While looking at your insurance plan, and adjusting the style of plan and benefits you need for your participants, there are a number of key benefits that you will want to consider:
This will obviously be driven by the program your participants are undertaking (as outlined above), but you will typically see policy maximum ranges from $100,000 (the current J1 minimum) up to $1,000,000.
There are three main out of pocket areas on cultural exchange insurance plans; the main policy deductible, the ER deductible and coinsurance. Coinsurance is not very common in this market, as most plans will pay out 100% of benefits after the deductible is paid. The two deductibles that are very common are the main policy deductible, which typically ranges from $0 up to $100. Some Work and Travel plans in particular are also now using $200 deductibles and they can be either on a per condition basis, or per policy period. Then, there is the ER deductible, which is there to encourage participants to only use the emergency room in the case of a true emergency. This will typically be $250 or $350, and will be paid when a participant uses the emergency room for an illness and no further hospital admission is needed. Most ER deductibles are not applied to injuries.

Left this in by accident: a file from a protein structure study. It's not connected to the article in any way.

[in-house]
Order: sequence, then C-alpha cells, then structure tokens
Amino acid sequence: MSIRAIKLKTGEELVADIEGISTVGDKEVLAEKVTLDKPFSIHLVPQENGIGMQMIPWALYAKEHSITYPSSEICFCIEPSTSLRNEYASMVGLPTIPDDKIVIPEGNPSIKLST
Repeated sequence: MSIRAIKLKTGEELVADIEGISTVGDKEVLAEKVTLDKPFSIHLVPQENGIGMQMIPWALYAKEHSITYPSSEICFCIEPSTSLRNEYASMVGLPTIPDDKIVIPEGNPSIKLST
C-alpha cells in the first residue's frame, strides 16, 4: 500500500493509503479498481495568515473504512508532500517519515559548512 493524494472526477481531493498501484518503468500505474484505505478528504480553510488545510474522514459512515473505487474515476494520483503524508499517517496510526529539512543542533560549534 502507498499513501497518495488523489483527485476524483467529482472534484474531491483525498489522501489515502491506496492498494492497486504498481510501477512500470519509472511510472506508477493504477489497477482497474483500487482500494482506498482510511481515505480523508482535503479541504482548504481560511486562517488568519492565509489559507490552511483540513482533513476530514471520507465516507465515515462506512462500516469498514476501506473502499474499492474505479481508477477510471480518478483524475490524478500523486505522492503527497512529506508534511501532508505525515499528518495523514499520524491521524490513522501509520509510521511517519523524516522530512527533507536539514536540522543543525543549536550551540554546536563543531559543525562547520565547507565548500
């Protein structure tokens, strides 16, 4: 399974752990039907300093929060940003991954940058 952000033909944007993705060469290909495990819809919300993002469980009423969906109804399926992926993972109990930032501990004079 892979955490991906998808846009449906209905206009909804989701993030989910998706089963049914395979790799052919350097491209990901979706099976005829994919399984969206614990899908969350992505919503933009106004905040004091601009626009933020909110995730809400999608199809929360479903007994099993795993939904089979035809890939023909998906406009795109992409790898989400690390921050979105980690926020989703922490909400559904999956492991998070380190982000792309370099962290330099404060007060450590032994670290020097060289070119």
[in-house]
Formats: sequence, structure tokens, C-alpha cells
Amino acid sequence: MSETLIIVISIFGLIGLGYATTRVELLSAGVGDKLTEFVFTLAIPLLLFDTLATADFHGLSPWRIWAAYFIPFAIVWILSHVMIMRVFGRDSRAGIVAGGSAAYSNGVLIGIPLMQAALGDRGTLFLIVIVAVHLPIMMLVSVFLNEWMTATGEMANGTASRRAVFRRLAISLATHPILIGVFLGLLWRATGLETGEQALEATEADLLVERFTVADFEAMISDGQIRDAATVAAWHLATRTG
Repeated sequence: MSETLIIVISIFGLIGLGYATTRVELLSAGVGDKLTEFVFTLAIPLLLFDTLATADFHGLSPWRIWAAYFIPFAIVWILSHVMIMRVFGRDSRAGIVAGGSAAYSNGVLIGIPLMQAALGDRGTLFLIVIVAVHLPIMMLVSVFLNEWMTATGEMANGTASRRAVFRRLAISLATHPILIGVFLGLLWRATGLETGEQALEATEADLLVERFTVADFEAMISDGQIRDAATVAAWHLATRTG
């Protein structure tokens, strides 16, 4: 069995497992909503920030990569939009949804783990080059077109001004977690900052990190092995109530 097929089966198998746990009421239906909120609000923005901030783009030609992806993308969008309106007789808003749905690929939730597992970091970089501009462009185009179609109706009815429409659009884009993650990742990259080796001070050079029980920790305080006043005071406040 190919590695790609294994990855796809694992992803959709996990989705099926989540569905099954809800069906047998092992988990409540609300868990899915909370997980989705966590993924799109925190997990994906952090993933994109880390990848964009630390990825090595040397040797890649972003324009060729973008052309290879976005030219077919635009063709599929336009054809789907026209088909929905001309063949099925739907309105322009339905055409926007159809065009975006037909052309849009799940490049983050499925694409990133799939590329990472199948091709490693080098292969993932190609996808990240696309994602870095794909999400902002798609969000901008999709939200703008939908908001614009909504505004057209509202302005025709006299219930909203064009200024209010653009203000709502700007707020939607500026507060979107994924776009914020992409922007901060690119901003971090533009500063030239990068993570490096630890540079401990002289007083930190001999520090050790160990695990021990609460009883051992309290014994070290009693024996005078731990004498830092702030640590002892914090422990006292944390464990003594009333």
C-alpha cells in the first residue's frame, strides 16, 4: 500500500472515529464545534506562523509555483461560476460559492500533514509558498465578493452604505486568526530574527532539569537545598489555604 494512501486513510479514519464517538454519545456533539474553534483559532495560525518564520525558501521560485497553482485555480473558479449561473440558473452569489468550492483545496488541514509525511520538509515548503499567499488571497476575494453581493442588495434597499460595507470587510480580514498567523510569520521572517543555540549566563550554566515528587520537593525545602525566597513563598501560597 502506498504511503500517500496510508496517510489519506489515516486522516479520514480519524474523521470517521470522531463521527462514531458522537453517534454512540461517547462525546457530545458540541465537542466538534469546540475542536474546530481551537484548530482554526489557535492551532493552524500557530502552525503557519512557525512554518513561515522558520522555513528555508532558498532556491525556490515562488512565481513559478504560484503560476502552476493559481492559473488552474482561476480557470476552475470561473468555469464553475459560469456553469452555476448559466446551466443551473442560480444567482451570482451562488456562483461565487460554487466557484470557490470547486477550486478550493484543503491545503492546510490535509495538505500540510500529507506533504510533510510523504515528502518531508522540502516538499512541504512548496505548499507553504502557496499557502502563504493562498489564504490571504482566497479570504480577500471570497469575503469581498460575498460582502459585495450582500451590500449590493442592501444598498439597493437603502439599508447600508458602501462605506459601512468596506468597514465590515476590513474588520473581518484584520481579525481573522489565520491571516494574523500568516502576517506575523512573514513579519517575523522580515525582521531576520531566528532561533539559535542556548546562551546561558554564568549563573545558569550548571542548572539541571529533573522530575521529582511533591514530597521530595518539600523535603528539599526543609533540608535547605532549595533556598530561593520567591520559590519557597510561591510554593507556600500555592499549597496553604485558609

You will want to make sure your plan provides full medical coverage up to the policy maximum. Some insurance plans will offer a “scheduled benefit list” which is a great way to save costs, but it can also leave your participants with a large amount of out of pocket expenses. Scheduled benefit insurance plans will place internal caps on medical benefits, such as $500 per day hospital benefit, $1,000 per day ICU benefit, etc…